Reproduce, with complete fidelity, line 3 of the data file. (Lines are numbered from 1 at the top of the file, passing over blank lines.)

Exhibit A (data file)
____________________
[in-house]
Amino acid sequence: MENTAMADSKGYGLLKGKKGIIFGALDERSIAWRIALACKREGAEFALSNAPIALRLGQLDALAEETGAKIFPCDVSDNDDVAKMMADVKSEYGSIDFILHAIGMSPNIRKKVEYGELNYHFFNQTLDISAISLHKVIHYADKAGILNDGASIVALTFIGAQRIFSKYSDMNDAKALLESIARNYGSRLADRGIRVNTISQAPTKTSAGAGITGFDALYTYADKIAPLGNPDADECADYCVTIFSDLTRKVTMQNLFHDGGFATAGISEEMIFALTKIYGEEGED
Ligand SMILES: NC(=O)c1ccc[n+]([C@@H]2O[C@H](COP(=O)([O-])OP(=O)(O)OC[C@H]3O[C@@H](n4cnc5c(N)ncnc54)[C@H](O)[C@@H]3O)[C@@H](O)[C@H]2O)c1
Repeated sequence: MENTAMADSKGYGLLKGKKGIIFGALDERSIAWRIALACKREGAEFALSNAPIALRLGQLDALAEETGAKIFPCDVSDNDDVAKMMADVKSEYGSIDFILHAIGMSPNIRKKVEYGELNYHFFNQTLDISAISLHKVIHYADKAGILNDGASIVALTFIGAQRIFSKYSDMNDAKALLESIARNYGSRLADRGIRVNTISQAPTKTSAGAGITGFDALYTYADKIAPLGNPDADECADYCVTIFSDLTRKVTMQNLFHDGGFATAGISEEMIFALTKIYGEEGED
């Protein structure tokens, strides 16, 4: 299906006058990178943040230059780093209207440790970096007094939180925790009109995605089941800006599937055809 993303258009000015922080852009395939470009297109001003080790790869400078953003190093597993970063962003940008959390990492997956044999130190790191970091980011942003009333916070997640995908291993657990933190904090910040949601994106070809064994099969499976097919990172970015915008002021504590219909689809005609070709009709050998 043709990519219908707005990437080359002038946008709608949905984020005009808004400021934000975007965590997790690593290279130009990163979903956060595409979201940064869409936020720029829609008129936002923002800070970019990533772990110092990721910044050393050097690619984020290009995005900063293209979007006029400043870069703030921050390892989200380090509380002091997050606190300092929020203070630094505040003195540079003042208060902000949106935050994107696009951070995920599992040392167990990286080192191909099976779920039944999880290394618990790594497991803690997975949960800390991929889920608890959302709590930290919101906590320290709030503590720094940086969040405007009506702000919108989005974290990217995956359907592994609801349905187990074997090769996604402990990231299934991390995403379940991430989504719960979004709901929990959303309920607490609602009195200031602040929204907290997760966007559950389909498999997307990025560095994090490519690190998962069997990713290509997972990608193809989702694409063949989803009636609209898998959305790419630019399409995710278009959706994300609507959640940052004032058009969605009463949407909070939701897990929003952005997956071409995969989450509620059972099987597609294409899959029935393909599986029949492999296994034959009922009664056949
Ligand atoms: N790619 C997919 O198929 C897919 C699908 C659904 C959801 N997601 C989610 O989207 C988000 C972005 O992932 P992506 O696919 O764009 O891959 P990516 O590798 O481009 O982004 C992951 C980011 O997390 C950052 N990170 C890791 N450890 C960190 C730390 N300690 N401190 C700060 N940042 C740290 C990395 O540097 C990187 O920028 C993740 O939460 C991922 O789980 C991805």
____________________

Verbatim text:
Ligand SMILES: NC(=O)c1ccc[n+]([C@@H]2O[C@H](COP(=O)([O-])OP(=O)(O)OC[C@H]3O[C@@H](n4cnc5c(N)ncnc54)[C@H](O)[C@@H]3O)[C@@H](O)[C@H]2O)c1